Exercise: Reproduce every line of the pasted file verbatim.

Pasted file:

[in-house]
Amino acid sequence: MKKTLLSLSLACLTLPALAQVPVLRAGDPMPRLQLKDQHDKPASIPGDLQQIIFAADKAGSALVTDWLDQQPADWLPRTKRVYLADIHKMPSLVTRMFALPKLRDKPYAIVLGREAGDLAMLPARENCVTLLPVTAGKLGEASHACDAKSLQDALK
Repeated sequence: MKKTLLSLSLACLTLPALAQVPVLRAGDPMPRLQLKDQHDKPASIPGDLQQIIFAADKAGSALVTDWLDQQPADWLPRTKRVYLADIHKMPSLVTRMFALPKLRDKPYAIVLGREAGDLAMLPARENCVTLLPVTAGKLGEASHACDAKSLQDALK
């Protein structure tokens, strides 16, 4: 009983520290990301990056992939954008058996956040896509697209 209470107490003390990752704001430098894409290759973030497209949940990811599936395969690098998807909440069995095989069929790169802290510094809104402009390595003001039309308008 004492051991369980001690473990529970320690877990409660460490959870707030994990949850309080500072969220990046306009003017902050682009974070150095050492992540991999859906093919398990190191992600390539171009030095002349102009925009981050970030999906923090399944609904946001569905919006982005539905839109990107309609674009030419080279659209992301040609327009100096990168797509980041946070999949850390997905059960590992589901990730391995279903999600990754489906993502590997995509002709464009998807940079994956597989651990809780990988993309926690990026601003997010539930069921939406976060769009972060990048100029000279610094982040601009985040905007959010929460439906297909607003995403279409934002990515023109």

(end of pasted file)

[in-house]
Amino acid sequence: MKKTLLSLSLACLTLPALAQVPVLRAGDPMPRLQLKDQHDKPASIPGDLQQIIFAADKAGSALVTDWLDQQPADWLPRTKRVYLADIHKMPSLVTRMFALPKLRDKPYAIVLGREAGDLAMLPARENCVTLLPVTAGKLGEASHACDAKSLQDALK
Repeated sequence: MKKTLLSLSLACLTLPALAQVPVLRAGDPMPRLQLKDQHDKPASIPGDLQQIIFAADKAGSALVTDWLDQQPADWLPRTKRVYLADIHKMPSLVTRMFALPKLRDKPYAIVLGREAGDLAMLPARENCVTLLPVTAGKLGEASHACDAKSLQDALK
């Protein structure tokens, strides 16, 4: 009983520290990301990056992939954008058996956040896509697209 209470107490003390990752704001430098894409290759973030497209949940990811599936395969690098998807909440069995095989069929790169802290510094809104402009390595003001039309308008 004492051991369980001690473990529970320690877990409660460490959870707030994990949850309080500072969220990046306009003017902050682009974070150095050492992540991999859906093919398990190191992600390539171009030095002349102009925009981050970030999906923090399944609904946001569905919006982005539905839109990107309609674009030419080279659209992301040609327009100096990168797509980041946070999949850390997905059960590992589901990730391995279903999600990754489906993502590997995509002709464009998807940079994956597989651990809780990988993309926690990026601003997010539930069921939406976060769009972060990048100029000279610094982040601009985040905007959010929460439906297909607003995403279409934002990515023109």